Mission & Name
US Foreign Policy (Dr. El-Najjar's Articles)
Can Libya Reap the Fruits of the Arab Spring?
By Yamin Zakaria
Al-Jazeerah, CCUN, August 29, 2011
Just as Saddam Hussain
portrayed himself as the new Salahuddin Al-Ayyubi of the Arab world,
Mu'ammar Qadhafi projected himself as the new
Omar Al-Mukhtar of Libya. Salahuddin Ayyubi
fought the marauding crusaders, and Omar Mukhtar fought the Italian
invaders, whilst the Arab dictators spent their life oppressing their
citizens and empowering their family and tribes. Is there any comparison
between the brave and heroic struggle undertaken by Omar Mukhtar, and Qadhafi’s
cowardly acts of oppressing and killing Libyan citizens over the last forty
years? The world only caught a glimpse of Gaddafi’s reign of horror through
the shocking events in Benghazi that ignited the people of Libya to
overthrow the regime.
has always been the Arab Idi Amin, an eccentric clown to the outside world,
and a cruel monster when dealing with his opponents. As the rebels close in
on Gaddafi, Moussa Ibrahim, the spokesman for Gaddafi, is beginning to sound
like Ali al-Sahhaf, better known for his lurid and absurd claims. Qadhafi’s
superficial rhetoric belongs to the 70s, when the government-controlled
media was the primary source of information, but the world has moved on, you
cannot fool this Facebook generation; they are technologically savvy with
instant access to information from numerous sources.
technology, the will power of the oppressed masses and the assistance
provided by NATO that has bought success for the Libyan freedom fighters.
This has definitely provided another much needed boost to the Arab Spring,
especially lifting the spirits of the brave and resilient people of Syria
fighting the Alawite tyrant. Despite the early start in Tunisia and Egypt,
they have yet to deliver a stable government elected by the masses. If the
National Transition Council (NTC) led by Mustafa Abdul Jalil succeeds to
form a new government, based on free and fair elections, and manages to
bring about political stability that could inspire and start the domino
effect in Tunisia, Egypt, Morocco, Algeria and the rest of the Arab world,
marking the second-phase of the Arab Spring.
Hence the question: what are the main obstacles to achieving political
stability in Libya?
Fortunately, Libya does not have any sectarian
issue as the nation is mainly Sunni, but it has tribal feuds and past
grievances from the 40 years of oppressive rule. After the recent events, it
would be a safe bet to assume that Gaddafi and his family are unlikely to
return to power. However, resistance might prolong from his tribal members.
No doubt, the NTC are reaching out to members of Gaddafi’s tribe to join the
leadership to neutralise this primitive tribal allegiance. Indeed,
overcoming this primitive tribal affiliation and building a sense of
nationhood, where Libyans see themselves as equal citizens, will be a real
challenge for the new regime.
There have already been some
reservation expressed about the NTC, and the elected government that
succeeds through it, because it might comprise of people from the old regime
who switched sides to mitigate their past crimes; if they have blood on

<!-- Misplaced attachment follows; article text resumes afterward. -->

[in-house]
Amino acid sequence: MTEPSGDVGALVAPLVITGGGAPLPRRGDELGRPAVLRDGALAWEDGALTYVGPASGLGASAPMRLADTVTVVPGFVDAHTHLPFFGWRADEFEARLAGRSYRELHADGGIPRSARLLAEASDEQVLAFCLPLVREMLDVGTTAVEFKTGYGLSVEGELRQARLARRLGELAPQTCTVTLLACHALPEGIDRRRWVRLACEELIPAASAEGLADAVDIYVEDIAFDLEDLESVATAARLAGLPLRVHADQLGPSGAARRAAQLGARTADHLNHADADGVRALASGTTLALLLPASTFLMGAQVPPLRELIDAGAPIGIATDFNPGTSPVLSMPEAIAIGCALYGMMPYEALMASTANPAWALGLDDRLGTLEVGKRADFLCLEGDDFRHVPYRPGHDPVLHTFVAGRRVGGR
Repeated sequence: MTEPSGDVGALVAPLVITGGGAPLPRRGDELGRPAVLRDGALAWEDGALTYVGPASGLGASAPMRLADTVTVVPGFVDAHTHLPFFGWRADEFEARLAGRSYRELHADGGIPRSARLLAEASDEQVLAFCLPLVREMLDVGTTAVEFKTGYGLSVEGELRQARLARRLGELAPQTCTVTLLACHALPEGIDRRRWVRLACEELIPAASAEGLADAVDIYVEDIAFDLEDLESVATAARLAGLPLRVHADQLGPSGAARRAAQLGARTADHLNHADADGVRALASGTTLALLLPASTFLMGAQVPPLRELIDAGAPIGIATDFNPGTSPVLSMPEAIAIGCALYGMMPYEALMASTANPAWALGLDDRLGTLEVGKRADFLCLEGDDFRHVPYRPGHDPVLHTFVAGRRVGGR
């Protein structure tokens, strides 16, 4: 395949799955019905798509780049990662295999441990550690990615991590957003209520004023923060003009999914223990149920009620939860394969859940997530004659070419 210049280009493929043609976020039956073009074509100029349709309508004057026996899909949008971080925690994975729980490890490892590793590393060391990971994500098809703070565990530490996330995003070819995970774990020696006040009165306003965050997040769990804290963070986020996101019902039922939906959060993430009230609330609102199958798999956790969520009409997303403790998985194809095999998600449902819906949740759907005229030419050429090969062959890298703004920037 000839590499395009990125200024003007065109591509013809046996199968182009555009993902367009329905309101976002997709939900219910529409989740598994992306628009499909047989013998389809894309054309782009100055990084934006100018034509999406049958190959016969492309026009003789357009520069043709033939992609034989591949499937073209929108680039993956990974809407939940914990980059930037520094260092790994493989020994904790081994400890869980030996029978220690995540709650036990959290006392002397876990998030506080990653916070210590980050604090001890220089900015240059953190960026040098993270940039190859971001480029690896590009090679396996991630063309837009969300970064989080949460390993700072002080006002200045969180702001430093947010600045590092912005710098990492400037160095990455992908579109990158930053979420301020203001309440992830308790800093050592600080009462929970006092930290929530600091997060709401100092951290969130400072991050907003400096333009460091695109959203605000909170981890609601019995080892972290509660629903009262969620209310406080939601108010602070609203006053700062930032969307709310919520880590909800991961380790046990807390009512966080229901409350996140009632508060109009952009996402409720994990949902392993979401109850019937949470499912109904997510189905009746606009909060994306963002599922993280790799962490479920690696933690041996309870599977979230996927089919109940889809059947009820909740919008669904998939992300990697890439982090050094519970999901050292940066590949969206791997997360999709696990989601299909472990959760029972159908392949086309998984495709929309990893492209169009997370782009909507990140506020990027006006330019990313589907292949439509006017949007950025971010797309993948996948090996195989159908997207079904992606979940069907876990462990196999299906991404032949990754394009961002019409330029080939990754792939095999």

their hands, they should stand trial with Gaddafi. Concurrently, there
should be the utmost effort to avoid creating an atmosphere of vengeance,
which would isolate and prolong resistance from Gaddafi’s tribes and
supporters. To the credit of the NTC and the freedom fighters, this has been
avoided so far, but its early days. What Libya needs is a new start,
therefore, fresh elections should ensure that only those people with clean
hands are contesting for power.
The political framework desired by
the Arab masses in general is clear; a powerful legislative body, an
independent judiciary with an executive body whose power is limited. They
want a stable constitutional government that is accountable, where the rule
of law prevails, providing opportunities based on merit rather than tribal
affiliation and bribery. The Arab masses want to trade their dictators for
freedom. However, freedom does not equate to Western values; will the West
endorse the genuine notion of freedom which would permit the people of Libya
to ‘choose’ their government and the values which they represent?
It seems the politicians in the west may have recognised, or have been
forced to accept, that long term trade through a genuine representative
government is far better than short term gains acquired through nasty
dictators. The freedom to ‘choose’ may mean an Islamic orientated government
rather than a militant secular one. In reality, the actual government formed
is likely to be a moderate secular regime which carries Islamic influences,
naturally as Libya is predominantly a Muslim nation. The government would
have a mandate based on a constitution that incorporates Islamic values.
With political stability in oil-rich Libya, economic progress would
follow, and wealth would trickle down to the neighbours; Libya, with a small
population, needs the labour force from its neighbours to boost the economy.
The economic injection might transform North Africa, which in turn could
revive the African continent as a whole: finally delivering the fruits of
the Arab Spring. A revived Arab world may also help to provide some economic
stimulus to Europe, whose economy has been slowing down and heading towards
Yamin Zakaria (email@example.com)
London, UK (